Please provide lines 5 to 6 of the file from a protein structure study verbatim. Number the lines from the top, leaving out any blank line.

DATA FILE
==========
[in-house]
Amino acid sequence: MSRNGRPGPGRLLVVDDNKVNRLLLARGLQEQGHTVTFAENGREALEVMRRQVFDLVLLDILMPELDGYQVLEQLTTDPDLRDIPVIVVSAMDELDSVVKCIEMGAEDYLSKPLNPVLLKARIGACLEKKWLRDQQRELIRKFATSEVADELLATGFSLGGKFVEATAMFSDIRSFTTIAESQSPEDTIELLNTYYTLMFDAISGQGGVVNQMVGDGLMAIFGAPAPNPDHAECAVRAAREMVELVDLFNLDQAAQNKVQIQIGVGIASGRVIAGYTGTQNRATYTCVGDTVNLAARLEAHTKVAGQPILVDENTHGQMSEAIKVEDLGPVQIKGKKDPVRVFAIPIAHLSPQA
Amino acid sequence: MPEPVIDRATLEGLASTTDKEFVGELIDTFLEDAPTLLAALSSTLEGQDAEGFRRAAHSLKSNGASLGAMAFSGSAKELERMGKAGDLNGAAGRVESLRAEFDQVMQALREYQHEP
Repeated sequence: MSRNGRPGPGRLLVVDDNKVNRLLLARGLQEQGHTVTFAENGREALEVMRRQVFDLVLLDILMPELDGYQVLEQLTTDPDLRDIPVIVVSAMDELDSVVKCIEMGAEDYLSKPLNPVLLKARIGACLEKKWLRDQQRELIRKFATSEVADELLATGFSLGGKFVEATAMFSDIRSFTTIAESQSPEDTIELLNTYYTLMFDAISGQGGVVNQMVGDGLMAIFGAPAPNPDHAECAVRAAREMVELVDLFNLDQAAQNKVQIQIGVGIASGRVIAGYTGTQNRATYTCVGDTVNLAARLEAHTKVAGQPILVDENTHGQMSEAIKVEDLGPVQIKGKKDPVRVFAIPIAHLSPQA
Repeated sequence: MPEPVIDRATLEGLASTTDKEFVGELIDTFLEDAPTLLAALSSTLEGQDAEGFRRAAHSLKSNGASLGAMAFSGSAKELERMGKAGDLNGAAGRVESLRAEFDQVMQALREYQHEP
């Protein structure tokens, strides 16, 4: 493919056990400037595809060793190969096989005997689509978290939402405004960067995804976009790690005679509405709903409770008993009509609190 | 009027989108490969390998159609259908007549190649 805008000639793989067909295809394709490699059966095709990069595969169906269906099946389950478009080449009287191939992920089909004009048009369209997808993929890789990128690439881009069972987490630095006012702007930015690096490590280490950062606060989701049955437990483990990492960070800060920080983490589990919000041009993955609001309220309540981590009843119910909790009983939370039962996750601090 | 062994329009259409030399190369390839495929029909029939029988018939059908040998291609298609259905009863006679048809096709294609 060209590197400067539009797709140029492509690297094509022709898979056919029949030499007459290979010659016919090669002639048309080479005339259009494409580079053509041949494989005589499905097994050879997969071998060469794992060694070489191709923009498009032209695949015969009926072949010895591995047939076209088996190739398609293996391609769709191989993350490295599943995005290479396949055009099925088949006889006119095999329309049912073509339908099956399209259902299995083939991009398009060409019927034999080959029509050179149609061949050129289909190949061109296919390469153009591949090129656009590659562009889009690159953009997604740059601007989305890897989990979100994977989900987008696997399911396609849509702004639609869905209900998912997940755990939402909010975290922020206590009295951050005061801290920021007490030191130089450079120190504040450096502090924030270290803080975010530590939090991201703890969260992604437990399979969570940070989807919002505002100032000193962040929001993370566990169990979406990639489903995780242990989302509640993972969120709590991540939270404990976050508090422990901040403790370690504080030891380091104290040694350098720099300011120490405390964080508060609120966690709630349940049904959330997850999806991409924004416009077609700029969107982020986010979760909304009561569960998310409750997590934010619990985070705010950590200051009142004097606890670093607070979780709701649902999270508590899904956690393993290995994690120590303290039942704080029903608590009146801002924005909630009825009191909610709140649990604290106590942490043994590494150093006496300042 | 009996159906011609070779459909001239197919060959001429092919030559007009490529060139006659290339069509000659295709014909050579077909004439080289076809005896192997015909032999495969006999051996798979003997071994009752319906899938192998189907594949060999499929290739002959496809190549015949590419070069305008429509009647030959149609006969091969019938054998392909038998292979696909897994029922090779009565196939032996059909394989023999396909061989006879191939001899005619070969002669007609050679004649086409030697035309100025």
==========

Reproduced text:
Repeated sequence: MPEPVIDRATLEGLASTTDKEFVGELIDTFLEDAPTLLAALSSTLEGQDAEGFRRAAHSLKSNGASLGAMAFSGSAKELERMGKAGDLNGAAGRVESLRAEFDQVMQALREYQHEP
């Protein structure tokens, strides 16, 4: 493919056990400037595809060793190969096989005997689509978290939402405004960067995804976009790690005679509405709903409770008993009509609190 | 009027989108490969390998159609259908007549190649 805008000639793989067909295809394709490699059966095709990069595969169906269906099946389950478009080449009287191939992920089909004009048009369209997808993929890789990128690439881009069972987490630095006012702007930015690096490590280490950062606060989701049955437990483990990492960070800060920080983490589990919000041009993955609001309220309540981590009843119910909790009983939370039962996750601090 | 062994329009259409030399190369390839495929029909029939029988018939059908040998291609298609259905009863006679048809096709294609 060209590197400067539009797709140029492509690297094509022709898979056919029949030499007459290979010659016919090669002639048309080479005339259009494409580079053509041949494989005589499905097994050879997969071998060469794992060694070489191709923009498009032209695949015969009926072949010895591995047939076209088996190739398609293996391609769709191989993350490295599943995005290479396949055009099925088949006889006119095999329309049912073509339908099956399209259902299995083939991009398009060409019927034999080959029509050179149609061949050129289909190949061109296919390469153009591949090129656009590659562009889009690159953009997604740059601007989305890897989990979100994977989900987008696997399911396609849509702004639609869905209900998912997940755990939402909010975290922020206590009295951050005061801290920021007490030191130089450079120190504040450096502090924030270290803080975010530590939090991201703890969260992604437990399979969570940070989807919002505002100032000193962040929001993370566990169990979406990639489903995780242990989302509640993972969120709590991540939270404990976050508090422990901040403790370690504080030891380091104290040694350098720099300011120490405390964080508060609120966690709630349940049904959330997850999806991409924004416009077609700029969107982020986010979760909304009561569960998310409750997590934010619990985070705010950590200051009142004097606890670093607070979780709701649902999270508590899904956690393993290995994690120590303290039942704080029903608590009146801002924005909630009825009191909610709140649990604290106590942490043994590494150093006496300042 | 009996159906011609070779459909001239197919060959001429092919030559007009490529060139006659290339069509000659295709014909050579077909004439080289076809005896192997015909032999495969006999051996798979003997071994009752319906899938192998189907594949060999499929290739002959496809190549015949590419070069305008429509009647030959149609006969091969019938054998392909038998292979696909897994029922090779009565196939032996059909394989023999396909061989006879191939001899005619070969002669007609050679004649086409030697035309100025």